$x_1 = \sum_{i=1}^\infty a_i(x_i – \lambda_{i+1}x_{i+1}) = a_1x_1 + \sum_{i=2}^\infty (a_i – a_{i-1}\lambda_i)x_i$
which means $$a_1 = 1$$ and $$a_i = a_{i-1}\lambda_i = \lambda_2 \lambda_3 \cdots \lambda_i$$ for $$i \geq 2.$$ It follows that $$\lim_i |a_iy_i| = \lim_i|a_i| \neq 0.$$
5. A complete non perfect field. The field $$k((t))$$ of Laurent series is complete with respect to the valuation induced by order in $$t.$$ However, $$k((t))$$ does not contain a $$p$$-th root of $$t$$ if the characteristic $$p$$ of $$k$$ is positive.
6. There are valued fields $$K$$ admitting algebraic extensions $$L \neq K$$ such that $$K$$ is dense in $$L$$ with respect to the spectral norm. In particular, $$L$$ is not weakly cartesian over $$K.$$ In addition, there are such examples with $$L$$ purely inseparable over $$K$$, in which case the spectral norm on $$L$$ is a valuation.
1. E.g. one can take $$K$$ to be the separable closure of a complete non perfect field $$k$$ and $$L$$ to be the algebraic closure of $$k.$$ $$K$$ is dense in $$L$$ since there are separable elements arbitrarily close to every element in $$L.$$
2. For a slightly more explicit example, start with fields $$k$$ of characteristic $$p > 0$$ with a nontrivial valuation such that the field $$k^{p^{-1}}$$ of $$p$$-th roots over $$k$$ is of infinite degree over $$k.$$ E.g. one can take for $$k$$ the field of fractions (or, if completeness is required, the completion of the field of fractions) of the formal power series ring in infinitely many variables over the finite field of $$p$$ elements. Let $$L$$ be the field of fractions of the ring $$k^{p^{-1}}\langle t \rangle$$ of strictly convergent power series over $$k^{p^{-1}}$$ equipped with the Gauss norm. Let $$A$$ be the set of all series $$\sum_i a_i t^i \in k^{p^{-1}}\langle t \rangle$$ such that the coefficients $$a_i$$ generate a finite extension of $$k.$$ The field $$K$$ of fractions of $$A$$ is dense in $$L$$ (since e.g. it contains all polynomials over $$k^{p^{-1}}$$). Moreover, since $$L \subseteq K^{p^{-1}},$$ it follows that $$L$$ is algebraic over $$K$$ and the Gauss norm on $$L$$ is identical to the spectral norm of $$L$$ with respect to the Gauss norm on $$K.$$ To see that $$L \neq K,$$ choose a sequence $$h_i \in k^{p^{-1}}$$ such that $$\lim_i |h_i| = 0$$ and $$[k(h_1, h_2, \ldots, ): k] = \infty.$$ Then $$\sum_i h_it^i \in L \setminus K.$$
3. For an even more explicit example with discrete valuation and finite extension, start with a field $$k$$ of characteristic $$p > 0$$ such that there is $$f(t) \in k[[t]]$$ which is not algebraic over $$k(t)$$ (e.g. one can take $$k$$ and $$f$$ as in Schmidt’s example in the preceding post). Let $$K := k(x,y^p) \subset L := k(x,y).$$ As in that example, equip $$L$$ with the norm $$|\ |_f$$ induced by the valuation on $$k((t))$$ via (the pullback of) the homomorphism $$k[x,y] \to k[[t]]$$ given by $$x \mapsto t,$$ $$y \mapsto f(t).$$ Since $$g^p \in K$$ for each $$g \in L,$$ it follows that the norm on $$L$$ is identical to the spectral norm of $$L$$ with respect to the norm on $$K.$$ Writing $$f(t) := \sum_i a_it^i,$$ one gets that $$y – \sum_{j=1}^i a_ix^i \to 0$$ as $$i \to \infty,$$ so that $$K$$ is dense in $$L.$$
7. The above phenomenon is impossible if $$L/K$$ is separable or $$K$$ is perfect. Since the the algebraic closure of a perfect field $$K$$ is weakly $$K$$-cartesian [BGR 3.5.1/4].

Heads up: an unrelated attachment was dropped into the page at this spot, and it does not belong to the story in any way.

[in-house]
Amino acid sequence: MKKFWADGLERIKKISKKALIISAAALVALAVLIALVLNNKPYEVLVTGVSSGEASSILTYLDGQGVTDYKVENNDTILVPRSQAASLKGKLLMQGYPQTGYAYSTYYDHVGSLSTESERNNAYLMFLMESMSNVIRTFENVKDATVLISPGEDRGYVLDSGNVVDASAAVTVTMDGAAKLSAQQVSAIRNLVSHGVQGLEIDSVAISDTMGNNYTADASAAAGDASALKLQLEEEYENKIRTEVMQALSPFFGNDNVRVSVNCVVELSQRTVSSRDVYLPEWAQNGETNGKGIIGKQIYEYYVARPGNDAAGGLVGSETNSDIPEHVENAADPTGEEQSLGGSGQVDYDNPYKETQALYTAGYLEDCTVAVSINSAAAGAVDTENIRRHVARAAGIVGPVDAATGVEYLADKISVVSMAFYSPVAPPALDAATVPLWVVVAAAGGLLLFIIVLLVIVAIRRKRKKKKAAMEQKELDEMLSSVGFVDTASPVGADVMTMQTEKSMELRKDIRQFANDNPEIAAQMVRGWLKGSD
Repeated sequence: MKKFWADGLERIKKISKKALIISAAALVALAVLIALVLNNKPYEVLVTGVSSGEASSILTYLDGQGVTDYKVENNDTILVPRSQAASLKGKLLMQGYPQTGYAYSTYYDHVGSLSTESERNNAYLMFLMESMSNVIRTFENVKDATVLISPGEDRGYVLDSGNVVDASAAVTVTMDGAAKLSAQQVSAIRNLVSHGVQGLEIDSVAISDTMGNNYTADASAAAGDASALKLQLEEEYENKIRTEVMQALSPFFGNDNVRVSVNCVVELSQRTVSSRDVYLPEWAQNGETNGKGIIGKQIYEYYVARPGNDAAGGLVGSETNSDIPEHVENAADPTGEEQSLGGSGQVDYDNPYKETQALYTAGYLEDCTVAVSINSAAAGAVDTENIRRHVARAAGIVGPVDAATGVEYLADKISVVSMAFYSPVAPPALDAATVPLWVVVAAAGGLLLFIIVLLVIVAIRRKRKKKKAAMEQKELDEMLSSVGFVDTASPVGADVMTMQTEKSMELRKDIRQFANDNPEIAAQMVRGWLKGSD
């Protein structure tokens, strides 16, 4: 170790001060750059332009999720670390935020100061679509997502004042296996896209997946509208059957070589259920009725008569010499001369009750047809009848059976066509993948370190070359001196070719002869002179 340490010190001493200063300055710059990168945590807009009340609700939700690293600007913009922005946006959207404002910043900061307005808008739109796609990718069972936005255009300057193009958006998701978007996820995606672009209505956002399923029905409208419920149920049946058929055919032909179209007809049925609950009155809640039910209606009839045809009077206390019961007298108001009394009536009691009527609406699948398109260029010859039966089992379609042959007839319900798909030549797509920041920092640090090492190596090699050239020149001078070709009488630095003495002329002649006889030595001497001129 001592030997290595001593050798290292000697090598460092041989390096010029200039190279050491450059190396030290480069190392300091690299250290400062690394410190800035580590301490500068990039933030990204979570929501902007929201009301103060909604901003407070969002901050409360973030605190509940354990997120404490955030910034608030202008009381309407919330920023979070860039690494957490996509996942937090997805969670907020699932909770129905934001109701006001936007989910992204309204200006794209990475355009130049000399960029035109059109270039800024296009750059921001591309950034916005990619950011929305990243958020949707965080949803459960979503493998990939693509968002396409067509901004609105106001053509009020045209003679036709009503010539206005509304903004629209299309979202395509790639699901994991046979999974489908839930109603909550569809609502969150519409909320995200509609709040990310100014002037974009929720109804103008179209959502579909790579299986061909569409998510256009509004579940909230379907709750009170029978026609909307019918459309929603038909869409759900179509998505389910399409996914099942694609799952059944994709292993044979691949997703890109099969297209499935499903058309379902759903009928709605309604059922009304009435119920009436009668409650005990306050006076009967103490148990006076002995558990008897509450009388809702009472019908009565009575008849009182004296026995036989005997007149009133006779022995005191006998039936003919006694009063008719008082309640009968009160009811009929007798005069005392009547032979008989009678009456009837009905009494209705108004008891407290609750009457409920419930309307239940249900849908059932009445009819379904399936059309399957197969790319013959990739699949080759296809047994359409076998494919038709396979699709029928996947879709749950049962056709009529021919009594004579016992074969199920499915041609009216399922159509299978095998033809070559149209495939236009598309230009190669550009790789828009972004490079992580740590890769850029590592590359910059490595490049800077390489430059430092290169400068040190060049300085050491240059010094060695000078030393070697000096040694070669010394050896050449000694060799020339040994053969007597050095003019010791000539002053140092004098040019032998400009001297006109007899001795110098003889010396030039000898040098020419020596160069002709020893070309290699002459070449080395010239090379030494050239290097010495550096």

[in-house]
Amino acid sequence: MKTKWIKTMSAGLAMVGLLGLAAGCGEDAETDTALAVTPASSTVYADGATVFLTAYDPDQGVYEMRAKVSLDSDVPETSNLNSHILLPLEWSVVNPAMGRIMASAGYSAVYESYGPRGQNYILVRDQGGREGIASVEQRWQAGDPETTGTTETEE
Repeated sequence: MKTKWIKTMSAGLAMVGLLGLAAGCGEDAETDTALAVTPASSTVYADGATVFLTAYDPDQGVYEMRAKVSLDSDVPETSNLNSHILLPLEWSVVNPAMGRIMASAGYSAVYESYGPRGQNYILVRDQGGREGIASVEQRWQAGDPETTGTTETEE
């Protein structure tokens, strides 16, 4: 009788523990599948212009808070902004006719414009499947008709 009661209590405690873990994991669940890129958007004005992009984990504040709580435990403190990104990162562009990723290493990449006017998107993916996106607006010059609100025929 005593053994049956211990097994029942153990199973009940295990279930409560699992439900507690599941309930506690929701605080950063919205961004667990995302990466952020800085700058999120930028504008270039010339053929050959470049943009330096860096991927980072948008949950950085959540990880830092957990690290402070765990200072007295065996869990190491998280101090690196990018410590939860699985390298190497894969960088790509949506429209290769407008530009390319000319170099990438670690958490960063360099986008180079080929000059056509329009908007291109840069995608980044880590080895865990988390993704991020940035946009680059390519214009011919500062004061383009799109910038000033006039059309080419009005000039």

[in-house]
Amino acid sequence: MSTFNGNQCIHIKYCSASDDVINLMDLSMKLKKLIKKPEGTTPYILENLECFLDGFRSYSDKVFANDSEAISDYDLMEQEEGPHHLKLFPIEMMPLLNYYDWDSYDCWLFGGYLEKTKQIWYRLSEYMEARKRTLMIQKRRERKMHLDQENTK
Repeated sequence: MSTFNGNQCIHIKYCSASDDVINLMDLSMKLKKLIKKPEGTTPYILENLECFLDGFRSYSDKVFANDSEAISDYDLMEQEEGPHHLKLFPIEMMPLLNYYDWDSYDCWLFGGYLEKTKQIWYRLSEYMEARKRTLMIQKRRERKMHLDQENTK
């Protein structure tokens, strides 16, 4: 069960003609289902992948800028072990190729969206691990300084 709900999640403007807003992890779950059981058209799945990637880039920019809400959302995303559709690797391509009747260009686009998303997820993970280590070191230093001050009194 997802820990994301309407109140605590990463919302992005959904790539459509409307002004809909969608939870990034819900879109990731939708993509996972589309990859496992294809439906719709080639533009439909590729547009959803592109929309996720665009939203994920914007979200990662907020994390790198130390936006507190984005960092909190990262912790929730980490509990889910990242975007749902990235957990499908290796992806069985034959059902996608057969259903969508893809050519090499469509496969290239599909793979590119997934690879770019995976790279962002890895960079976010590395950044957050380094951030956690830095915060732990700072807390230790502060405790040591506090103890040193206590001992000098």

8. Every perfect or complete field $$K$$ is weakly stable, i.e. each finite extension equipped with the spectral norm is weakly $$K$$-cartesian.
9. The preceding observation suggests that the weak stability of a field $$K$$ boils down to whether $$K_\infty := \bigcup_{n \geq 0} K_n$$ is weakly cartesian over $$K$$, where
$K_n := \{x \in \bar K: x^{p^n} \in K\}$
(where $$\bar K$$ is the algebraic closure of $$K$$), since $$K_\infty,$$ being perfect, is weakly stable (i.e. $$\bar K$$ is weakly cartesian over $$K_\infty$$). Whether $$K_\infty$$ is weakly $$K$$-cartesian depends on whether each $$K_n$$ is weakly $$K$$_cartesian, which in turn (via the Frobenius homomorphism $$x \mapsto x^{p^{n-1}}$$) depends on whether $$K_1 = K^{p^{-1}}$$ is weakly $$K$$-cartesian. This is the content of [BGR 3.5.3/1].
10. The field of rational functions over a field in finitely many variables is weakly stable with respect to the valuation induced by degree or order [BGR 3.5.3/4] (this essentially follows from the previous observation together with some computation).
11. A characteristic zero (in particular, separable) complete field $$K$$ and a finite algebraic extension $$L/K$$ which is weakly $$K$$-cartesian, but not $$K$$-cartesian; in other words, weak stability $$\not \Rightarrow$$ stability. Start with the field $$\qq_2$$ of $$2$$-adic numbers. Let $$\alpha_0 := 2, \alpha_1, \alpha_2, \ldots$$ be elements algebraic over $$\qq_2$$ such that $$\alpha_i^2 = \alpha_{i-1}$$ and $$k_i := \qq_2(\alpha_i) = \qq_2(\alpha_0, \ldots, \alpha_i).$$ Let $$K$$ be the completion of the field $$\bigcup_i k_i$$ and $$L := K(\sqrt 3).$$
Lemma [BGR 3.6.1]. $$[L:K] = 2,$$ $$|L| = |K|,$$ and $$L^\sim = K^\sim = \ff_2,$$ the finite field of two elements. In particular, $$L$$ is not $$K$$-cartesian.
The proof is mainly by computation. I tried to solve for $$x^2 = 3$$ over $$K.$$ It seems that one can write $$\sqrt 3$$ as an infinite sum of the form $$\sum_i c_i 2^{\alpha_i}$$ with $$|c_i| = 1$$ and $$0 = \alpha_0 < \alpha_1 < \alpha_2 < \cdots$$ such that $$\lim_i \alpha_i = 1.$$ This suggests that $$|\sqrt 3, K| = 2^{-1}$$ but there is no $$a \in K$$ such that $$|\sqrt 3 – a| = 2^{-1}.$$ In particular, $$K$$ is not strictly closed in $$L.$$
12. The above phenomenon is impossible in the following cases:
1. If the valuation on $$K$$ is discrete, since if $$K$$ is discretely valued and complete, then every finite dimensional normed vector space $$V$$ over $$K$$ is $$K$$-cartesian. (The completeness of $$K$$ implies that $$V$$ is weakly $$K$$-cartesian (so that every $$K$$-subspace of $$V$$ is closed) and then the discreteness of the valuation on $$K$$ implies that every closed $$K$$-subspace of $$V$$ is strictly closed, so that $$V$$ is $$K$$-cartesian.)
2. If $$K^\sim$$ has zero characteristic, since in that case $$K$$ is stable [BGR 3.6.2/13]. (The main reason – which follows from Zariski-Samuel Vol 2, Chapter VI, Sections 11 (remark following the proof of Theorem 19) and 12 (corollary to Theorem 24) – is that in that case $$\sum_i e_if_i = n$$ for all finite extensions of $$K$$.)